BY HOWARD WILKINSON
The Cincinnati Enquirer
We have been at this politics thing for a good long time now, and we can't remember the last politician who talked about "heart" and "soul."
In fact, we could probably count on both hands the ones who we thought had them.
John Kasich, the Ohio Republican who wields enormous power as the House Budget Committee chairman, talks about these things a lot. Heart. Soul. Spirit.
He can talk, too, at great length, about more wonkish things; he carries enormous numbers around in his head and can spit out obscure federal budget minutiae until you beg for mercy.
But this 46-year-old Republican wants to be the next president of the United States, and he knows that almost never happens to a national political figure who talks about nothing but mark-ups and conference committee reports.
What this one wants to do is inspire, something few Republican politicians at the national level have been good at.
One can look around the enormous field of potential GOP presidential candidates and find little that is inspiring, or even interesting. There is Newt Gingrich, lecturing like the junior college professor that he is; there is Dan Quayle, who would first have to convince much of the electorate that he is not stupid.
There is not much in the way of soaring rhetoric out there; people fall asleep just looking at Steve Forbes, and as for George W. Bush, that apple has not fallen far from the tree when it comes to inspirational speech.
But what these fellows have that John Kasich does not is near universal name recognition. People know them.
It is hard to believe that there are so many people out there, even in his home state of Ohio, who do not know who John Kasich is. During the budget battles with the Clinton administration in 1995 and 1996, he was a fixture on the Sunday morning talk shows. He was the one the Republicans put out front, because, unlike the speaker, he had an ingratiating way about him that people liked.
Senior citizens liked him because he seemed like such a nice young man; people of his own generation responded to him because he had this aura of hipness, like he knew that U2 was something other than a spy plane.
Last week, Mr. Kasich came to Cincinnati, to help out his friend Steve Chabot, and dove straight into the belly of old-fashioned, hard-nosed conservative Republicanism -- Delhi Township.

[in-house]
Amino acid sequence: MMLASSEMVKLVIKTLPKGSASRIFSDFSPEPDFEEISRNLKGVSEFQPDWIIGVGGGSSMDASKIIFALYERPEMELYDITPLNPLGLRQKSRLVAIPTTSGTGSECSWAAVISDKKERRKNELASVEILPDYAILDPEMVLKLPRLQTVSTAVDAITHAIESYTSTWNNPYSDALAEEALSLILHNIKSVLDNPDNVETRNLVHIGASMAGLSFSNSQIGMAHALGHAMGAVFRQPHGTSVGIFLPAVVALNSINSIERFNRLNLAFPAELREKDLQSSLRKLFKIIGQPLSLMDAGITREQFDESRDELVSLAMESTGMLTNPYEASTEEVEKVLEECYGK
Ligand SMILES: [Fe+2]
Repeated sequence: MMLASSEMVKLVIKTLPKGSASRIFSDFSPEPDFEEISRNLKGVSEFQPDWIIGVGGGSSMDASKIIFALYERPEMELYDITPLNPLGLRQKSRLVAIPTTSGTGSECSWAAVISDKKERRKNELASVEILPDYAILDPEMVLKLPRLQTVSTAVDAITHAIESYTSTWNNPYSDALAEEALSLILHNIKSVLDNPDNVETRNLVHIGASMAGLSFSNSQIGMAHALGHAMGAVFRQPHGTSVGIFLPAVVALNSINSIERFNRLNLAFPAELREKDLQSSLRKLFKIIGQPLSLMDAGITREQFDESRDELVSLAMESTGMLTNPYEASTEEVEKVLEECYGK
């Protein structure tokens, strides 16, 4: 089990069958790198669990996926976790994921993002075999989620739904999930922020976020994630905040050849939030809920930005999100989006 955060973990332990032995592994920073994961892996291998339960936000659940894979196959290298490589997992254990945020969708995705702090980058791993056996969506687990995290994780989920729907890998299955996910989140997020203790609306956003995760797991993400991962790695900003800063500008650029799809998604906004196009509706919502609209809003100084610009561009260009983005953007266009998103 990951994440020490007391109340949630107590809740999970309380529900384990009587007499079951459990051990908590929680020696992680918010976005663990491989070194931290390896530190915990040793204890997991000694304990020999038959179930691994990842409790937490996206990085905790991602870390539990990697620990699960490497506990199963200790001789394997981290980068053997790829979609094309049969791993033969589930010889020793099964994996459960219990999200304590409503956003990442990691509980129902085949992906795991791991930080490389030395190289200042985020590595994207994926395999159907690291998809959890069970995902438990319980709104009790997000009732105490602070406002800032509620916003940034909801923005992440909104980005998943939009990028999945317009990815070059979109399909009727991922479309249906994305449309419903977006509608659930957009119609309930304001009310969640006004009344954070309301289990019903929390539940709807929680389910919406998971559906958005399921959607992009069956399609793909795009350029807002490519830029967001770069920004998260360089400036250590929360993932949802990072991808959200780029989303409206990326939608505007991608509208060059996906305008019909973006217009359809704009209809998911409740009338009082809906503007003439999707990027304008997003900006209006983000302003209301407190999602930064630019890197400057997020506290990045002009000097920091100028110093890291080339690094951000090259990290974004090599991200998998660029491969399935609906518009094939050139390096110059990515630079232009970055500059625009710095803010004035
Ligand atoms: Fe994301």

At a "town meeting" with Mr. Chabot at the Delhi Senior Center, Mr. Kasich stood and listened as a string of voters, mostly seniors, marched to the microphone and kvetched about everything they could think of -- Social Security, Medicare, "pork barrel politics," and that old vein-popping Republican favorite, Why in the Sam Hill are my tax dollars going to foreign aid?
The congressman from Columbus tried to pour oil on the troubled waters of Delhi.
"Wait a minute, folks," he said, trying out some lines that would be heard 1,000 times in places like New Hampshire and Iowa for the next two years.
What, he asked, do we really have to complain about? "We've got a balanced budget for the first time since man went to the moon; we're looking at a budget surplus of probably $50 billion; people are working; and the economy is humming."
What we should be worrying about, he suggested, "is how we can help each other. Not government. Each of us, individually. We have to look to what is in our hearts. After all, we were put here on this earth to serve others. If we don't, we lose our spirit."
One could see the mood in the hall soften a little after that; it is a little hard to turn beet-red and start chewing the furniture when someone is talking to you about your soul.
Whatever it was, it seemed to strike a chord with the people of Delhi; the crowd quieted down, and he left the hall to big applause. Maybe they were just stunned to hear a politician talk that way. We have a feeling Mr. Kasich hopes they were.
Howard Wilkinson's column runs on Sundays. Call 768-8388. E-mail: email@example.com.
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